Former British foreign secretary David Miliband. (Photo Credit: World Economic Forum)
Global Ocean Commission created to reverse degradation of high seas
Tuesday, February 12, 2013, 01:40 (GMT + 9)
A new international group of politicians is spreading the word that the vast high seas all over the world, which stretch 200 nmi from coasts, benefit from little legal protection in the face of rising overfishing, habitat destruction, climate change and ocean acidification. These politicians are creating a new, worldwide and high-level action group.
"The worst of the current system is plunder and pillage on a massive scale," said David Miliband, a former British foreign secretary who will co-chair the Global Ocean Commission, which will begin meeting this week and offer advice to the United Nations (UN) on addressing the issues in 2014.
"It is the ecological equivalent of the financial crisis. The long-term costs of the mismanagement of our oceans are at least as great as long-term costs of the mismanagement of the financial system. We are living as if there are three or four planets instead of one, and you can't get away with that," he continued, the Observer reports.
He is joined by co-chairs former Costa Rican president Jose Maria Figueres and Trevor Manuel, a minister in the South African cabinet who will be in charge of planning. The commission will include ex-cabinet ministers from nations such as Chile, Australia, Indonesia, Canada and Nigeria, in combination with business leaders and Pascal Lamy, who heads the World Trade Organisation (WTO), Reuters reports.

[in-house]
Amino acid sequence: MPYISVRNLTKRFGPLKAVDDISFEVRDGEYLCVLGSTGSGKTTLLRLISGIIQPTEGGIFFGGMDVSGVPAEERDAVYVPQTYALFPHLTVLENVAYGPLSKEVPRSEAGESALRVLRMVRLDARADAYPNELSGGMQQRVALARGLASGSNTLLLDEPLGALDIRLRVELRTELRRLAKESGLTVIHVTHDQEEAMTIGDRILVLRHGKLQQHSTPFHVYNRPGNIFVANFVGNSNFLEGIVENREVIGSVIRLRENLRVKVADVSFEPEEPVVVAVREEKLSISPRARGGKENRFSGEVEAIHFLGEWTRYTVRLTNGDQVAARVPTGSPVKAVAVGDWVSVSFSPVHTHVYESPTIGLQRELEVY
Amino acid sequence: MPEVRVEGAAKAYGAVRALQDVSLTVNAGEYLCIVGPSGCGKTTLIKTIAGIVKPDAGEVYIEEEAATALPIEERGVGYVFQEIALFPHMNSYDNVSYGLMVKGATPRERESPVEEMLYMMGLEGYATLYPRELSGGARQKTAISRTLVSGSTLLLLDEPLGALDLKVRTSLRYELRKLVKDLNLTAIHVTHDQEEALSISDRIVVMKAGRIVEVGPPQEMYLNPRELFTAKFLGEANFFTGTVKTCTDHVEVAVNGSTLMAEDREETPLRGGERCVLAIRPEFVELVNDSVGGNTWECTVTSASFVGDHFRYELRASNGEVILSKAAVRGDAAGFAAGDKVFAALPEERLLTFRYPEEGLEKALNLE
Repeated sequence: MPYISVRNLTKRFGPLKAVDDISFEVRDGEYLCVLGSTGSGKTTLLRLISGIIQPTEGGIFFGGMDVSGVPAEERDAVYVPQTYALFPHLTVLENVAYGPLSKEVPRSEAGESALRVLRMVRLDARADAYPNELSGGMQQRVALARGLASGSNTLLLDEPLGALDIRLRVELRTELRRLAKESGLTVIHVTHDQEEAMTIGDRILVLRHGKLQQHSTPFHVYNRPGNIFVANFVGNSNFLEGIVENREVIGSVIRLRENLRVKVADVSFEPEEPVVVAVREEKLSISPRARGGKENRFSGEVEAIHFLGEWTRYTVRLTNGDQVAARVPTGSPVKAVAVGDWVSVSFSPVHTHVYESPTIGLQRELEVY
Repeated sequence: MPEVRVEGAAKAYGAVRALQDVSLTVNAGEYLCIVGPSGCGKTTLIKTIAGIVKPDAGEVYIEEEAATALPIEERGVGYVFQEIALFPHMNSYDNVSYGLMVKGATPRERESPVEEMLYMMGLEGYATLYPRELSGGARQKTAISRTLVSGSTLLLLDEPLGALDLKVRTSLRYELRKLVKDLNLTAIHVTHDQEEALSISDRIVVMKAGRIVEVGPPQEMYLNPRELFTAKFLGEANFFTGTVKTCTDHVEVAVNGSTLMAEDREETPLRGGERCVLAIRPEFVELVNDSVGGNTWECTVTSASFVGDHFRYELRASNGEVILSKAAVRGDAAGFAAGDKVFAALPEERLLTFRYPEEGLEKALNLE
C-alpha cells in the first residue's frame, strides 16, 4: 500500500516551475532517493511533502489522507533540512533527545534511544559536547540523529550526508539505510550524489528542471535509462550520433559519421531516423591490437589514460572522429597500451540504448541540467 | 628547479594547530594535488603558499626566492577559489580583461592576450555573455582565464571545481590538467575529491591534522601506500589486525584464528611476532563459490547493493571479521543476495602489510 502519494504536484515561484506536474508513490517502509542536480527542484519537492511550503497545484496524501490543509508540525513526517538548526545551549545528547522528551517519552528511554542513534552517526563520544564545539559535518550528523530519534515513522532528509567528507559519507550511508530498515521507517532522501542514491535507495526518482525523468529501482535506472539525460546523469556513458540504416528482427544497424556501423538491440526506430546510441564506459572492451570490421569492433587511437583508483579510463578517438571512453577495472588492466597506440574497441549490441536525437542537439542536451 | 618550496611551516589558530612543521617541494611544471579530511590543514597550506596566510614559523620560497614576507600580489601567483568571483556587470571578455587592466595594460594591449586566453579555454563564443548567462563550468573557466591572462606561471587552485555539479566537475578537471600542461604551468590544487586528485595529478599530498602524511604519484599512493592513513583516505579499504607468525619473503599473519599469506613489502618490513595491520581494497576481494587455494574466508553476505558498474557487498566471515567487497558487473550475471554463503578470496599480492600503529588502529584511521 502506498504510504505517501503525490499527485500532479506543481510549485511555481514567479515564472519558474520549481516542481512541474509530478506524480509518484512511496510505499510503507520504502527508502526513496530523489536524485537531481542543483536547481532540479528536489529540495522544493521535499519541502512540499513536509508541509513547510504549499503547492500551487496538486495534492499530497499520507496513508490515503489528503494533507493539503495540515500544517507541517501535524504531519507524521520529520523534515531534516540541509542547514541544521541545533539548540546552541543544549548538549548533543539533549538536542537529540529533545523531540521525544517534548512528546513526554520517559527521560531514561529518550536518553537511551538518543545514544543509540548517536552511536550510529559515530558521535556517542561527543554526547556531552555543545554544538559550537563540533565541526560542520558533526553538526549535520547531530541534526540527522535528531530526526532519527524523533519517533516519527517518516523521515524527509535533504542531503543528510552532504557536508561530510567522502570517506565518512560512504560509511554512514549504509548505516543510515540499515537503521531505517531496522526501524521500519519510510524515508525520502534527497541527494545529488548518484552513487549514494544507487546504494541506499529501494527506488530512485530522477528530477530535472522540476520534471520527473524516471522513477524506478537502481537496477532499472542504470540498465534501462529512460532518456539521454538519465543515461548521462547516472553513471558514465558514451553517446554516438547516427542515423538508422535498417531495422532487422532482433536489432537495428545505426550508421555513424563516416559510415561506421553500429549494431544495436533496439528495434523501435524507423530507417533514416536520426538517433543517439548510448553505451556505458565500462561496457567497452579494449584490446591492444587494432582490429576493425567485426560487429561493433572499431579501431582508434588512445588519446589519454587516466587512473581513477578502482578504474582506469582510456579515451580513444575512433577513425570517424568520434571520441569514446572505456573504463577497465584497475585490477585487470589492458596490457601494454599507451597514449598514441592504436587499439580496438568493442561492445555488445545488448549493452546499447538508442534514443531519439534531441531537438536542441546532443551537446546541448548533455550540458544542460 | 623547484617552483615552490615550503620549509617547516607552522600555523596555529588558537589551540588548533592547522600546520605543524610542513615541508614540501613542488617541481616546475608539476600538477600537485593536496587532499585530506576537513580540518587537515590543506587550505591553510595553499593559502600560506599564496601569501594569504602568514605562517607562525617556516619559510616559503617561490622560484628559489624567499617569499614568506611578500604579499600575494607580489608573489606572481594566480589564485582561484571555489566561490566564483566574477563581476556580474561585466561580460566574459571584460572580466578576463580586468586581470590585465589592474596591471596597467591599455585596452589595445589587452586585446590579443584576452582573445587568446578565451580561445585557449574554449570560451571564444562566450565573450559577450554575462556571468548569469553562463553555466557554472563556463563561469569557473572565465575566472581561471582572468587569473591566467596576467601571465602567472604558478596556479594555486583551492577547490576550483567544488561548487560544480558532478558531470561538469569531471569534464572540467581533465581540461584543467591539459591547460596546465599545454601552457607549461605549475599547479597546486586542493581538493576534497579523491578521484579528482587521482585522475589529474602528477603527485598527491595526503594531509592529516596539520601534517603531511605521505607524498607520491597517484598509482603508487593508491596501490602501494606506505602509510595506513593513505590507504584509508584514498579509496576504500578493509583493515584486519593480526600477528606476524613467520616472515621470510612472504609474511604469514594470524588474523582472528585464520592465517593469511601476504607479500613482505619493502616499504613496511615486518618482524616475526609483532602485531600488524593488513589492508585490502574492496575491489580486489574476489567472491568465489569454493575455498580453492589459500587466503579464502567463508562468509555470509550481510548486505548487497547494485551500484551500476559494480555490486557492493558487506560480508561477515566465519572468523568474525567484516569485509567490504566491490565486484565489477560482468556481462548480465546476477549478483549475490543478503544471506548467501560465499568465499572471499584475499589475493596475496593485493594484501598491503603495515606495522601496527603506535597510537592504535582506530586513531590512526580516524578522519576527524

Miliband said that much of the ocean was "a neglected area of global governance" despite a 1982 UN Convention on the Law of the Sea (UNCLOS). But there are some regulatory mechanisms: the Jamaica-based International Seabed Authority was born in 1994 to control mining of deep-sea deposits, and in 2001, a UN pact was created to manage stocks of fish such as highly migratory tuna, swordfish and sharks.
Still, the Commission insists that tougher rules and "future-proofing" are necessary.
"The global ocean is essential to the health and well-being of each and every one of us," said Figueres. "It provides about half of the oxygen we breathe and absorbs about a quarter of our carbon dioxide emissions; but we are failing to manage it in ways that reflect its true value."
One example of why future-proofing is needed, according to Miliband, is that the 1982 UNCLOS pact had not anticipated that giant trawlers could stay at sea for weeks before returning to land.
Ole Kristian Fauchald, a law professor at the Fridtjof Nansen Institute in Oslo, Norway, said possible changes included making ports stricter in refusing access to ships that pillage, and slashing subsidies to fishing fleets.
By Natalia Real